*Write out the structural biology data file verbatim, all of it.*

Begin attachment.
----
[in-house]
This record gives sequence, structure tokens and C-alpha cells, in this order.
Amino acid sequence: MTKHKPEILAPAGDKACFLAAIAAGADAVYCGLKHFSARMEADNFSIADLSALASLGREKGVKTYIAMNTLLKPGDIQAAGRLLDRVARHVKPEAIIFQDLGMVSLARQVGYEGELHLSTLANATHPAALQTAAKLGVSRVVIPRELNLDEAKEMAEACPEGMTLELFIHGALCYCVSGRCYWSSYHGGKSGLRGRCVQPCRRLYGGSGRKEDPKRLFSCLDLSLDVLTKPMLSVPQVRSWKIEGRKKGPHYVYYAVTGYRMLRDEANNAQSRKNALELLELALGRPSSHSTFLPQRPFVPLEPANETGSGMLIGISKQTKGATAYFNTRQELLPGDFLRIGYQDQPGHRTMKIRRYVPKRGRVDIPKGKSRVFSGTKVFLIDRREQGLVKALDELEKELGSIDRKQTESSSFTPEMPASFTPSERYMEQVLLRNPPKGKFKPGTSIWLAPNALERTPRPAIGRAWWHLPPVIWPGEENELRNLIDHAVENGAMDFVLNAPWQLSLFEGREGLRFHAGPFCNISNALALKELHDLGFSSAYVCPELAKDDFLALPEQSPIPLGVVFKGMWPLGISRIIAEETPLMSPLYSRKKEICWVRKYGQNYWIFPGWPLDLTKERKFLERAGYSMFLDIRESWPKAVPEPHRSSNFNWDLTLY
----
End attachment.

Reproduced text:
[in-house]
This record gives sequence, structure tokens and C-alpha cells, in this order.
Amino acid sequence: MTKHKPEILAPAGDKACFLAAIAAGADAVYCGLKHFSARMEADNFSIADLSALASLGREKGVKTYIAMNTLLKPGDIQAAGRLLDRVARHVKPEAIIFQDLGMVSLARQVGYEGELHLSTLANATHPAALQTAAKLGVSRVVIPRELNLDEAKEMAEACPEGMTLELFIHGALCYCVSGRCYWSSYHGGKSGLRGRCVQPCRRLYGGSGRKEDPKRLFSCLDLSLDVLTKPMLSVPQVRSWKIEGRKKGPHYVYYAVTGYRMLRDEANNAQSRKNALELLELALGRPSSHSTFLPQRPFVPLEPANETGSGMLIGISKQTKGATAYFNTRQELLPGDFLRIGYQDQPGHRTMKIRRYVPKRGRVDIPKGKSRVFSGTKVFLIDRREQGLVKALDELEKELGSIDRKQTESSSFTPEMPASFTPSERYMEQVLLRNPPKGKFKPGTSIWLAPNALERTPRPAIGRAWWHLPPVIWPGEENELRNLIDHAVENGAMDFVLNAPWQLSLFEGREGLRFHAGPFCNISNALALKELHDLGFSSAYVCPELAKDDFLALPEQSPIPLGVVFKGMWPLGISRIIAEETPLMSPLYSRKKEICWVRKYGQNYWIFPGWPLDLTKERKFLERAGYSMFLDIRESWPKAVPEPHRSSNFNWDLTLY